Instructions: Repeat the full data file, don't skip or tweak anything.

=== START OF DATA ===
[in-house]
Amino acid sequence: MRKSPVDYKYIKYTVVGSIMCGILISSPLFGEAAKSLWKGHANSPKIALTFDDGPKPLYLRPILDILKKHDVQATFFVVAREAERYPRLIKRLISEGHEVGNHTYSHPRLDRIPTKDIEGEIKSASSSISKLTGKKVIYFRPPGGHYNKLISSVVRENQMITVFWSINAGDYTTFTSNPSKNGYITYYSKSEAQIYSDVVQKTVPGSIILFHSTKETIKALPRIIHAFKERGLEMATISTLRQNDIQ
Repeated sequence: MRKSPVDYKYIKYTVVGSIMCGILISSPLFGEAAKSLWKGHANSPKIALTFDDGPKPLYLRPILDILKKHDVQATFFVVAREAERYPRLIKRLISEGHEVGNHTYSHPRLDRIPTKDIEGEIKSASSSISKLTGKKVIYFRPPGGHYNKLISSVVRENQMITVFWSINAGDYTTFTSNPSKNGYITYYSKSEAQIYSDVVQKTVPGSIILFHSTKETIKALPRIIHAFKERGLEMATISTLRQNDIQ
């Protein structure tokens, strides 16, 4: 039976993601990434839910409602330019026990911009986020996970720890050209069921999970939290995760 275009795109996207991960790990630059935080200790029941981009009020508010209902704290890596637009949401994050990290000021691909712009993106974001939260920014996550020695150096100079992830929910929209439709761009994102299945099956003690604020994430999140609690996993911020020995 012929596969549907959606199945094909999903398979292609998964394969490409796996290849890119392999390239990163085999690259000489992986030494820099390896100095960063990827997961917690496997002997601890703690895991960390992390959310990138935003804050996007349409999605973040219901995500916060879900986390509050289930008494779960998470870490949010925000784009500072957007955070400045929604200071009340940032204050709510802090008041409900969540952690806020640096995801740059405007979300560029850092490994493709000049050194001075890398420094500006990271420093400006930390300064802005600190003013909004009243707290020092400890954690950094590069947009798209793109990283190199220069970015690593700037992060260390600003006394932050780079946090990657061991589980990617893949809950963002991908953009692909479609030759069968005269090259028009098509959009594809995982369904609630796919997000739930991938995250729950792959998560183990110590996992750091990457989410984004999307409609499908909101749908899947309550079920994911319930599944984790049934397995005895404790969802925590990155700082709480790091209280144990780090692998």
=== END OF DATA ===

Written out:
[in-house]
Amino acid sequence: MRKSPVDYKYIKYTVVGSIMCGILISSPLFGEAAKSLWKGHANSPKIALTFDDGPKPLYLRPILDILKKHDVQATFFVVAREAERYPRLIKRLISEGHEVGNHTYSHPRLDRIPTKDIEGEIKSASSSISKLTGKKVIYFRPPGGHYNKLISSVVRENQMITVFWSINAGDYTTFTSNPSKNGYITYYSKSEAQIYSDVVQKTVPGSIILFHSTKETIKALPRIIHAFKERGLEMATISTLRQNDIQ
Repeated sequence: MRKSPVDYKYIKYTVVGSIMCGILISSPLFGEAAKSLWKGHANSPKIALTFDDGPKPLYLRPILDILKKHDVQATFFVVAREAERYPRLIKRLISEGHEVGNHTYSHPRLDRIPTKDIEGEIKSASSSISKLTGKKVIYFRPPGGHYNKLISSVVRENQMITVFWSINAGDYTTFTSNPSKNGYITYYSKSEAQIYSDVVQKTVPGSIILFHSTKETIKALPRIIHAFKERGLEMATISTLRQNDIQ
């Protein structure tokens, strides 16, 4: 039976993601990434839910409602330019026990911009986020996970720890050209069921999970939290995760 275009795109996207991960790990630059935080200790029941981009009020508010209902704290890596637009949401994050990290000021691909712009993106974001939260920014996550020695150096100079992830929910929209439709761009994102299945099956003690604020994430999140609690996993911020020995 012929596969549907959606199945094909999903398979292609998964394969490409796996290849890119392999390239990163085999690259000489992986030494820099390896100095960063990827997961917690496997002997601890703690895991960390992390959310990138935003804050996007349409999605973040219901995500916060879900986390509050289930008494779960998470870490949010925000784009500072957007955070400045929604200071009340940032204050709510802090008041409900969540952690806020640096995801740059405007979300560029850092490994493709000049050194001075890398420094500006990271420093400006930390300064802005600190003013909004009243707290020092400890954690950094590069947009798209793109990283190199220069970015690593700037992060260390600003006394932050780079946090990657061991589980990617893949809950963002991908953009692909479609030759069968005269090259028009098509959009594809995982369904609630796919997000739930991938995250729950792959998560183990110590996992750091990457989410984004999307409609499908909101749908899947309550079920994911319930599944984790049934397995005895404790969802925590990155700082709480790091209280144990780090692998």